In the same vein as the question "What are some good general strategies for Pandemic?", and what the consensus is on the luck-difficulty curve (how luck-based the game is as a function of difficulty) of Forbidden Desert. In this context "difficulty" includes the initial storm level, however one could also make an argument for how difficulty scales with player count. It would be interesting to consider this for all of the Matt Leacock games or the Forbidden series itself.
Generally the game seems to be more manageable at higher difficulty settings for lower player counts, since for example in a 2p game there is less variation of the board state between turns. The two largest effects of this is
- when spending a turn outside a tunnel (or solar shield) you have fewer opportunities to be exposed to Sun Beats Down cards before being given another chance to move again.
- the board changes less between your turns, so your plans don't need to account for as many changes (and less variance allows leads to lower risks).
However this second effect could be a downside if strategies which take advantage of variance prove to be highly effective. Strategies which rely on near-static board states are simpler however they fail to utilise a part of the game's environment.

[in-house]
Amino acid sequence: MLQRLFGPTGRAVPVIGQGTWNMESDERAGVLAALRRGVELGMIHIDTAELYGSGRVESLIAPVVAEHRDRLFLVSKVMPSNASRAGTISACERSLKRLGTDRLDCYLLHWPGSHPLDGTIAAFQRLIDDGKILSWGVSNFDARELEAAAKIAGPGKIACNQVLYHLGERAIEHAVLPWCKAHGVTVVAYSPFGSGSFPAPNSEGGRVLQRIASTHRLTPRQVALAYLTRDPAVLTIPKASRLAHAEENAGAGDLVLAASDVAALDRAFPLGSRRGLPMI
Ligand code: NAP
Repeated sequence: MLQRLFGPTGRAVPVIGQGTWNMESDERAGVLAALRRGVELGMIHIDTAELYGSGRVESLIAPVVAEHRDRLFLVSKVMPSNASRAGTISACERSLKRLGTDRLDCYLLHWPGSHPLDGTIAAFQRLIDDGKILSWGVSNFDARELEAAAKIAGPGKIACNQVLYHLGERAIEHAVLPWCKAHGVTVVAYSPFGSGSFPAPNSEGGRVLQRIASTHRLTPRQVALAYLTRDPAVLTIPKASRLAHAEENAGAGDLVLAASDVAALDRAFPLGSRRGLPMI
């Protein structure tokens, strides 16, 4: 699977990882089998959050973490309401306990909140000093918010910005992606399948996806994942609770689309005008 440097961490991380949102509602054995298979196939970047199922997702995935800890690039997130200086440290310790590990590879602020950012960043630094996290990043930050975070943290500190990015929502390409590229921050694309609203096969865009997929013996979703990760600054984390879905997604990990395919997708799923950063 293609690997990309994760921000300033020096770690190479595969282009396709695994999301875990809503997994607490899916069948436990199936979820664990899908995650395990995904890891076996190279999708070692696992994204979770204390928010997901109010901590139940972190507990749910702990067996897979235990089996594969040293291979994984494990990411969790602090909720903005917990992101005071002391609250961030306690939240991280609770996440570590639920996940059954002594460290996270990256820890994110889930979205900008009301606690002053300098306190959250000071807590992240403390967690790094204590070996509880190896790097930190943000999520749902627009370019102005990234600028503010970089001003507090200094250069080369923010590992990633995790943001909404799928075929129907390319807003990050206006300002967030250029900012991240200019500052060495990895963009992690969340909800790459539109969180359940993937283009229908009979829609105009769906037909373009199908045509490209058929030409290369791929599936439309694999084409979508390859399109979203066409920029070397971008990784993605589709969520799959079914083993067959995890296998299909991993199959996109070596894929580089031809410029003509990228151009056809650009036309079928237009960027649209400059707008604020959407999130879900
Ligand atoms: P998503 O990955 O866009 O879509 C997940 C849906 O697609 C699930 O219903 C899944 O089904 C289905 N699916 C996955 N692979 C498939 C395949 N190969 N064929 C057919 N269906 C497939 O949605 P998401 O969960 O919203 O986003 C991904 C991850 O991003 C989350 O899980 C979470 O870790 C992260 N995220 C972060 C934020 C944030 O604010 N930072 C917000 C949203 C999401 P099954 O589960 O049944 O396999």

Higher player counts start with higher storm levels, however they also have a more reliable draw of the different player roles. Further, with more players it's possible to spread them out further. This can be advantageous, such as allowing for faster exploration, however to me aspect of this which opens up new strategic decisions as player count increases is the exploitation of tile movements. With enough players you can place someone on tiles in each cardinal direction of the storm (or further out) to "ride the storm". Whilst this is random, players can use knowledge of storm cards already drawn and tiles they'd rather get closer to improve their odds of getting a favourable outcome. However this might be a weak strategy as it requires taking on risk of sun exposure to get everyone into position, although depending on the position of the tunnels it may be worthwhile (such as if tunnels are of little use for transport).